Episode 2 of ESPN’s “The Last Dance” hit on Michael Jordan’s disagreement with Bulls management late in the 1985-86 season. After Jordan returned from a broken foot, the Bulls — fighting for a playoff spot — placed him on a minutes restriction, much to his dismay.
Why did that moment in the documentary remind Nationals general manager Mike Rizzo of how tough that job can be?
“A lot of my job is to give unhappy news to players,” Rizzo said in an interview with NBC Sports Washington.
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Rizzo, a lifelong Cubs and Bulls fan who grew up 6 1/2 miles west of Wrigley Field, is watching the docuseries with as much attention as anyone.
"I often see it as kind of being the adult in the room at times, where you have to stop a player from playing or [tell] him ‘You're too hurt. In the big picture, you should go on the DL now rather than trying to gut through it,’" Rizzo said. "Or tell him, ‘For the good of yourself and the organization, we’re sending you to Triple-A.’"
One can see both sides of the Jordan situation. On one hand, Jordan knew his body, felt healthy and wanted to play. On the other hand, Jerry Krause and Co. were looking out for the second-year guard’s well-being, with his long-term health in mind.
Rizzo encountered a similar moment in 2012, his fourth season as Nationals GM. Washington made the postseason as the No. 1 seed in the National League but shut down ace Stephen Strasburg — who was on an innings limit post-Tommy John surgery — ahead of October.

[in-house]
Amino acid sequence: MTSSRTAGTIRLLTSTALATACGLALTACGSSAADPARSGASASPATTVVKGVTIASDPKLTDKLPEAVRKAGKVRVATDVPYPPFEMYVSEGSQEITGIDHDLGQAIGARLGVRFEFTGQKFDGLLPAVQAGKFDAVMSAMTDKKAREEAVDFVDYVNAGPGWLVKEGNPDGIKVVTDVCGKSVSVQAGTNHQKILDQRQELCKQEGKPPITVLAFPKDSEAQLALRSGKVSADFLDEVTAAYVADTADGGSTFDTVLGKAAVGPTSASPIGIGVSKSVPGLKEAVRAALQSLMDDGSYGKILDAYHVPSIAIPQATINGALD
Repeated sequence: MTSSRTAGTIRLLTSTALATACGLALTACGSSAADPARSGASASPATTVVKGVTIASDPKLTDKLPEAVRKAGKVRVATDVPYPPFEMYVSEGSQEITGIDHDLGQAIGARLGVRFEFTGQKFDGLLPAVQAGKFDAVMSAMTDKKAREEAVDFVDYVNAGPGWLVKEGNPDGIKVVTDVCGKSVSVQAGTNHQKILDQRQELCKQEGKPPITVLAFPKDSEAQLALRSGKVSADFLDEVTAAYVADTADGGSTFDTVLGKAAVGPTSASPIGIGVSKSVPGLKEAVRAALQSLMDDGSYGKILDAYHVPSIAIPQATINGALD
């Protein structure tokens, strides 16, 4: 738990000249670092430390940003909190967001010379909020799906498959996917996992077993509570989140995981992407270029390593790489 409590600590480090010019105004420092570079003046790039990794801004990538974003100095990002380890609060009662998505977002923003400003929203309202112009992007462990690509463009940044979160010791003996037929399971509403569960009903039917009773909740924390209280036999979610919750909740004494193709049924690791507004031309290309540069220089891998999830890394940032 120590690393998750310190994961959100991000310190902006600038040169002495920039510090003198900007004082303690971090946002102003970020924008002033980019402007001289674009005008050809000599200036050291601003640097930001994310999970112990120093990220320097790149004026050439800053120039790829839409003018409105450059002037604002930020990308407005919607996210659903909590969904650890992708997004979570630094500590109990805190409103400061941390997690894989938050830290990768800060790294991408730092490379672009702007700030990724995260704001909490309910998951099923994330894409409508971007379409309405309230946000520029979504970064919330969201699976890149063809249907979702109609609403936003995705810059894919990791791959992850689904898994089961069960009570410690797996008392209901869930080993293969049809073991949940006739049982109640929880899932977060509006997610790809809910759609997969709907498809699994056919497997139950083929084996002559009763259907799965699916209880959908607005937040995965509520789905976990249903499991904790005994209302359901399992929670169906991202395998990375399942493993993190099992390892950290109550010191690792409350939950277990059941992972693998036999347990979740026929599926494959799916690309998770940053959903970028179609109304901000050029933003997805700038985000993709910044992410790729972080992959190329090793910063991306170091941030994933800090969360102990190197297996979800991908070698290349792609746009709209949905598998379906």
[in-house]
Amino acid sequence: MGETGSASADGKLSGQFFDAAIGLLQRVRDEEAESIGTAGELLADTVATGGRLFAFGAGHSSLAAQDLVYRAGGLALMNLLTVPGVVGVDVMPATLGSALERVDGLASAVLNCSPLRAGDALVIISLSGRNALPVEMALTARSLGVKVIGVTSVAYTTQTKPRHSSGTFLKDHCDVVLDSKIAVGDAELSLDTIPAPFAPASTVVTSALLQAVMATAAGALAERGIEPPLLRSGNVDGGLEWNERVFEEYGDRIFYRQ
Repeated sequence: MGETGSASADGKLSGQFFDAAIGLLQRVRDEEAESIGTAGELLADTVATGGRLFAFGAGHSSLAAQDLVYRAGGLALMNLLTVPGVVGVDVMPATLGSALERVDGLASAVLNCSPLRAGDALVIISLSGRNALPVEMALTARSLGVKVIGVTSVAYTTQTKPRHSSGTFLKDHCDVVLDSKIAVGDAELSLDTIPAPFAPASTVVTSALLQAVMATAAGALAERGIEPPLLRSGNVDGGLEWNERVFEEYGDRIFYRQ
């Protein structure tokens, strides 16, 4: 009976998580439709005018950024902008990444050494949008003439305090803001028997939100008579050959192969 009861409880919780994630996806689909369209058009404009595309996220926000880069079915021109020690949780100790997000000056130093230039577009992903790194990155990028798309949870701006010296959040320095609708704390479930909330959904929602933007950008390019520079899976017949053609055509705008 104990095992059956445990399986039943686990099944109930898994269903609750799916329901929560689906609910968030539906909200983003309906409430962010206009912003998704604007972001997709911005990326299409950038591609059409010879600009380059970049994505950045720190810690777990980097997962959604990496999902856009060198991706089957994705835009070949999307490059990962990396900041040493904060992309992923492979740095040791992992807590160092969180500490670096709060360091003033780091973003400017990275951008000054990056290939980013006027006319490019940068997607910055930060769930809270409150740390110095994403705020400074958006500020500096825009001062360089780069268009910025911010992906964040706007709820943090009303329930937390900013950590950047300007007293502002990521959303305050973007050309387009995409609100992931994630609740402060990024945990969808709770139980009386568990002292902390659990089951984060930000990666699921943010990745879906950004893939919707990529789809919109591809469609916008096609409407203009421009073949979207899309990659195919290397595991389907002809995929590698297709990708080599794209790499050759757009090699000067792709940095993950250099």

The Nationals lost the NLDS to the Cardinals 3-2, and Rizzo took a lot of heat. Seven years later, the Nats won the 2019 World Series and Strasburg won Series MVP. The Bulls made the 1986 playoffs and were ousted in the first round. Seven years later, they won their second straight championship.
Krause, painted as the villain at times in the docuseries, was a big part of the Bulls' sucess, no matter if people agreed with him all the time or not.
"I think we underestimate the fact that when you look a player in the eye, a man in the eye and you’re man to man with him," Rizzo said, "they don't have to agree with what you tell them. They don't even have to like you, but they have to respect the fact that you're looking out for him and the organization. If you have that, you got everything."Click here to download the new MyTeams App by NBC Sports! Receive comprehensive coverage of your teams and stream the Bulls easily on your device.